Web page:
Alongside the beautifully supportive benefits on the physical body, both during and post-cancer, yoga’s effect on mental health is equally impressive. Yoga practices have significantly demonstrated their ability to reduce stress, symptoms of depression and anxiety making it an effective and supportive tool for managing mental health related symptoms both during and post cancer treatment. One easy and relatively accessible technique is that of pranayama (breathwork). For example, the well-known 4-7-8 breath has been shown to successfully activate the parasympathetic nervous system responsible for the relaxation response. In return, you receive a welcome decrease in constriction both physically and cognitively, thereby giving your immune system a natural boost. Another form of breathwork, known as Nadi Shodhana (alternate nostril breathing) supports increasing mental clarity and concentration, often which decreases due to the side effects of chemo known as “chemo fog” or “chemo brain”. Simple poses that require minimal effort are also effective for increasing the mental benefits of yoga in cancer patients. One pose, “legs up the wall”, as silly as the name sounds, has a calming affect on the nervous system secondarily to combatting fatigue. It is a cleansing inversion that promotes venous drainage and increases circulation as well. Alongside bio-physical elements of yoga, imagery has proven to have quite the impact on one’s mental and emotional well being during and after cancer treatment. Guided imagery is delivered through a variety of techniques in yoga, such as breathing “waves” of relaxation through the body, moving “pain” through and out of the body or simply following a guided meditation. One form of meditation that has grown with increasing popularity is Yoga Nidra, known as yogic sleep. It is a meditative state between awake and sleep where the individual is conscious that he/she is practicing Yoga Nidra. The practice is designed to increase relaxation by encouraging “letting go”. Yoga Nidra not only has efficacy in reducing pain, fatigue, anxiety and promoting sleep, it has copious research supporting its efficacy in reducing the psychological wounds affiliated with a traumatic experience, making it especially supportive for cancer patients.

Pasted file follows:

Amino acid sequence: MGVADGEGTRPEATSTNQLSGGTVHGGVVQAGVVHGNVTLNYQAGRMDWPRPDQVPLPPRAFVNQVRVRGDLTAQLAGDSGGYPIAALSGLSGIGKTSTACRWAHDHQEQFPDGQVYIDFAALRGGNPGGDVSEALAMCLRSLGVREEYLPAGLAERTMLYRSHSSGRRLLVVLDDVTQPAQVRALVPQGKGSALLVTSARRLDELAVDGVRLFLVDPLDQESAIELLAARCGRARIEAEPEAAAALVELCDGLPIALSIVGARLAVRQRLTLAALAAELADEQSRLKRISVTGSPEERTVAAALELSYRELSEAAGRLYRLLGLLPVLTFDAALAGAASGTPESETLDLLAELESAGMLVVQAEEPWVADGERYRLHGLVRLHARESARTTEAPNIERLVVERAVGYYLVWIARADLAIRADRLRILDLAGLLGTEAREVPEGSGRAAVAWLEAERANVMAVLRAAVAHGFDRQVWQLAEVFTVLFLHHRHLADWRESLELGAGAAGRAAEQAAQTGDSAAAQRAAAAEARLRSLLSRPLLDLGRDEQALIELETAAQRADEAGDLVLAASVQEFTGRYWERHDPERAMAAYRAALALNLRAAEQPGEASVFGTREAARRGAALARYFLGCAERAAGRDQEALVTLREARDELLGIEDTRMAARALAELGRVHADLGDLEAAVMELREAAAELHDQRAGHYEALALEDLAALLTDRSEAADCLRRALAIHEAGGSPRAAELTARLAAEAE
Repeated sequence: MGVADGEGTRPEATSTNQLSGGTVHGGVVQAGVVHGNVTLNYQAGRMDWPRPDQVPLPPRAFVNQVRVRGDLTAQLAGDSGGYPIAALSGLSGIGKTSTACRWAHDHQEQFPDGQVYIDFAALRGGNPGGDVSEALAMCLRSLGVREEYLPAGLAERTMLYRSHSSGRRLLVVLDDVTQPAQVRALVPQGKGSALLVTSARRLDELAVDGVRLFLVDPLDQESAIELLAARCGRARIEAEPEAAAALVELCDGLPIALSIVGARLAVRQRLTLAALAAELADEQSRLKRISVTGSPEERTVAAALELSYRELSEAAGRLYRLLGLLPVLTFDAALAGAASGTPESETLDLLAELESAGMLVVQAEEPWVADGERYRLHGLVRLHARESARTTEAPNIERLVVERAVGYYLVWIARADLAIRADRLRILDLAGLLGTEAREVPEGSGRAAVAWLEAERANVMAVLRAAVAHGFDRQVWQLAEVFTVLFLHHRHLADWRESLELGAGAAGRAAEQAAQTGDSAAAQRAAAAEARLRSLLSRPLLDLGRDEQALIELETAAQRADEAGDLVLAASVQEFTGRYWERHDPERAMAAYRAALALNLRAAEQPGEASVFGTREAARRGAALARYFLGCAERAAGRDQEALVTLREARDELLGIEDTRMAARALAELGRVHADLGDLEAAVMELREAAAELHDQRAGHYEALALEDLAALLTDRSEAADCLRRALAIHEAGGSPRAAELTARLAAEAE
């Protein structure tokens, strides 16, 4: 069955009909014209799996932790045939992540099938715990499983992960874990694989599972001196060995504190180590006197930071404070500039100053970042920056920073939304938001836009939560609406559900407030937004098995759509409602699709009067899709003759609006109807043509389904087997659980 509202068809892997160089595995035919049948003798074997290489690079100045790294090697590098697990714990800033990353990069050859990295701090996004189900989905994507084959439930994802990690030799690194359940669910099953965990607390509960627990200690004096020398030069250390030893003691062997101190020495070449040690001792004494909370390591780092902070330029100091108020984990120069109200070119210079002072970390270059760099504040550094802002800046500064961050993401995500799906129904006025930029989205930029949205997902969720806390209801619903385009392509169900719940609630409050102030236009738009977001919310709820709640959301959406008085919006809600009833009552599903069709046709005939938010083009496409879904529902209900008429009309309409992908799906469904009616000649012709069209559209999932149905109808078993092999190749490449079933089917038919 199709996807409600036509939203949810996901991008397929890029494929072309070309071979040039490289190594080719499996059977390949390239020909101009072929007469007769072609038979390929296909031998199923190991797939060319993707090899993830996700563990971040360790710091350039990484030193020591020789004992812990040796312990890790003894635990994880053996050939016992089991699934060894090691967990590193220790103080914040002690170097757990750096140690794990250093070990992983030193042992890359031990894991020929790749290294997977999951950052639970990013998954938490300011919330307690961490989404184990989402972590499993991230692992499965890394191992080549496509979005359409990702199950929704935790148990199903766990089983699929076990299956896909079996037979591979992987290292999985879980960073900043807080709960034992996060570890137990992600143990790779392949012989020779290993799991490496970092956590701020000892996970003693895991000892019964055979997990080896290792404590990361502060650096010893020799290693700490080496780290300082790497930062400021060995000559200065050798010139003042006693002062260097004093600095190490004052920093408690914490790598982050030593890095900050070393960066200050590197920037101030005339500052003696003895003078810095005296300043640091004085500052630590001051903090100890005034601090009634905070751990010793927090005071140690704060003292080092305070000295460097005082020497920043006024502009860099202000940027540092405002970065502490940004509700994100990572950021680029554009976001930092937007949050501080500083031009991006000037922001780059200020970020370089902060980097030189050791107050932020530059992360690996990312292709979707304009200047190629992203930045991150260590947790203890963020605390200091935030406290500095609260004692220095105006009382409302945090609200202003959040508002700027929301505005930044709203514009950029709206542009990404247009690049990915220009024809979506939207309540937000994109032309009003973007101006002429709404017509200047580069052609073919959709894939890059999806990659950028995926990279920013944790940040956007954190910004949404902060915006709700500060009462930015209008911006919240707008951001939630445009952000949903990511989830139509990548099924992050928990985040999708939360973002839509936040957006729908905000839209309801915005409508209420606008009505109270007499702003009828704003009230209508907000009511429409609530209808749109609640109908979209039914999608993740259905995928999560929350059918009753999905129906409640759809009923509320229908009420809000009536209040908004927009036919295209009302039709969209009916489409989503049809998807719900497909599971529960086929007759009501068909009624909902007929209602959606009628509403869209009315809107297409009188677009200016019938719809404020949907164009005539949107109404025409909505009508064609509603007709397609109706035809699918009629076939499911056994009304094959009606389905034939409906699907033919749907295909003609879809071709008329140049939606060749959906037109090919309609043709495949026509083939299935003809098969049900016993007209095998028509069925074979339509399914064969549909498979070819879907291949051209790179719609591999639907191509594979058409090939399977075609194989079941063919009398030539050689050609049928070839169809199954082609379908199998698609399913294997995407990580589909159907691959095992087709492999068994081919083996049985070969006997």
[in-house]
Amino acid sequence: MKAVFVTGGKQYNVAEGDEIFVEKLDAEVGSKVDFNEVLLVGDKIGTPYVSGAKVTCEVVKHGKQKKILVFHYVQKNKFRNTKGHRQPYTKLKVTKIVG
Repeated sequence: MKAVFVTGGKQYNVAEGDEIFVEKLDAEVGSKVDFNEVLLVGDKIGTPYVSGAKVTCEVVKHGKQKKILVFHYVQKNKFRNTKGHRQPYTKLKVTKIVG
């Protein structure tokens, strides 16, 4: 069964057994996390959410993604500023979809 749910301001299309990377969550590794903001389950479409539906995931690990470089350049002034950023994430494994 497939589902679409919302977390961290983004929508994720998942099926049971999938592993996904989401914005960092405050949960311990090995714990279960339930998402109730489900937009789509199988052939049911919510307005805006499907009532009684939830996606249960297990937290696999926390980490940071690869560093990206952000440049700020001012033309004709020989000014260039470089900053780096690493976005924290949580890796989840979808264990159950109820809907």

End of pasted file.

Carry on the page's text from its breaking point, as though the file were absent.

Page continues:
A more subtly profound effect of yoga is the one on the spiritual self. During a cancer patient’s journey spiritual suffering can sometimes create a barrier to hope, disrupt their religious faith, or create disconnect to purpose thereby affecting a patient’s overall quality of life. Yoga can be a beautiful way for patients to gently reconnect with their spirit self. Through guided imagery, meditation, gentle restorative movement and the practice of breath, patients are reminded of their essence being. Furthermore, because cancer can evoke feelings of mistrust, grief, disappointment and even betrayal from the body, yoga encourages individuals in re-establishing a compassionate and respectful pscyho-emotional relationship with the body. Through the practice of mindfulness, cancer patients can be a witness to what their body does well and how it demonstrates strength without being critical or judgmental of its form. By being a loving witness to breath and the heartbeat, one can begin to re-create feelings of trust, safety and predictability. Through body wisdom, one can re-connect with their innate ability to be a compassionate listener and responder to the body’s needs.
Cancer is a disruptive diagnosis that challenges the life of any individual it meets. It creates physical pain, disharmony in the mind and challenges the spirit. However, the effects of yoga on one’s physical, mental and spiritual well-being during cancer will last well beyond the diagnosis itself. It can bring comfort, emotional and mental balance and physical strength during treatment, after surgery and post-cancer. It is a practice that will remind you that you are a warrior. I wish you peace as you continue your healing journey, Namaste.
Shannon is a Registered Yoga Teacher with a specialty certification in Trauma Informed Yoga. She is founder and creator of The Rooted Self, a restorative practice that provides individuals with a beautiful collection of offerings, such as Mind-Body Integration, Yoga Nidra, Body Compassion and Manifestation Guidance, to support themselves during life transitions. Shannon offers weekly restorative yoga classes and a monthly Soul Garden Practice to the cancer community. She deeply enjoys her work and finds restoration through her own yoga practice, the art of hammock rocking and divine topo chico sipping.